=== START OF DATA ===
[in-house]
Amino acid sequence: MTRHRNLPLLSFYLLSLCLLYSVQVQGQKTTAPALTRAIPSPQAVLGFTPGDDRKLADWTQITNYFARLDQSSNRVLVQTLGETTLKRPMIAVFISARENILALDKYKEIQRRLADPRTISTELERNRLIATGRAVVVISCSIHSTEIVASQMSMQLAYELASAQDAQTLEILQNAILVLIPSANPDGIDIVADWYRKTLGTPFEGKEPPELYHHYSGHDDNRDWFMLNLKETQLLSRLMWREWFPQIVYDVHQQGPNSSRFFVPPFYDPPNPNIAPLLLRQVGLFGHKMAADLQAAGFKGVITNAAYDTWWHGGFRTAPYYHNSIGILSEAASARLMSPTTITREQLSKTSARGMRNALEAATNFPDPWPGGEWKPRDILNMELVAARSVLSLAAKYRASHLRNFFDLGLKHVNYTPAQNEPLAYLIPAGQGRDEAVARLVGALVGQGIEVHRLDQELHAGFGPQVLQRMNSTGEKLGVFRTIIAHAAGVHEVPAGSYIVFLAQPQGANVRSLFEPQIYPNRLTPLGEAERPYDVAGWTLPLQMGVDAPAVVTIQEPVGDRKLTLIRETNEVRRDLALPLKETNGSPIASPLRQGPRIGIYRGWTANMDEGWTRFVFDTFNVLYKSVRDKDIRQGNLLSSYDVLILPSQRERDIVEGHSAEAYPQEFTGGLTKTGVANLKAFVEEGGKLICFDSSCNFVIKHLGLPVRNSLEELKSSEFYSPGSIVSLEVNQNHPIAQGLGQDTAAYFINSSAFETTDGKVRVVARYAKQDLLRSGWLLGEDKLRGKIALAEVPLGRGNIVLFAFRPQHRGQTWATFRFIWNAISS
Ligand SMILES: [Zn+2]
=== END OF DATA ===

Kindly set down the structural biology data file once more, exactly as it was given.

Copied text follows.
[in-house]
Amino acid sequence: MTRHRNLPLLSFYLLSLCLLYSVQVQGQKTTAPALTRAIPSPQAVLGFTPGDDRKLADWTQITNYFARLDQSSNRVLVQTLGETTLKRPMIAVFISARENILALDKYKEIQRRLADPRTISTELERNRLIATGRAVVVISCSIHSTEIVASQMSMQLAYELASAQDAQTLEILQNAILVLIPSANPDGIDIVADWYRKTLGTPFEGKEPPELYHHYSGHDDNRDWFMLNLKETQLLSRLMWREWFPQIVYDVHQQGPNSSRFFVPPFYDPPNPNIAPLLLRQVGLFGHKMAADLQAAGFKGVITNAAYDTWWHGGFRTAPYYHNSIGILSEAASARLMSPTTITREQLSKTSARGMRNALEAATNFPDPWPGGEWKPRDILNMELVAARSVLSLAAKYRASHLRNFFDLGLKHVNYTPAQNEPLAYLIPAGQGRDEAVARLVGALVGQGIEVHRLDQELHAGFGPQVLQRMNSTGEKLGVFRTIIAHAAGVHEVPAGSYIVFLAQPQGANVRSLFEPQIYPNRLTPLGEAERPYDVAGWTLPLQMGVDAPAVVTIQEPVGDRKLTLIRETNEVRRDLALPLKETNGSPIASPLRQGPRIGIYRGWTANMDEGWTRFVFDTFNVLYKSVRDKDIRQGNLLSSYDVLILPSQRERDIVEGHSAEAYPQEFTGGLTKTGVANLKAFVEEGGKLICFDSSCNFVIKHLGLPVRNSLEELKSSEFYSPGSIVSLEVNQNHPIAQGLGQDTAAYFINSSAFETTDGKVRVVARYAKQDLLRSGWLLGEDKLRGKIALAEVPLGRGNIVLFAFRPQHRGQTWATFRFIWNAISS
Ligand SMILES: [Zn+2]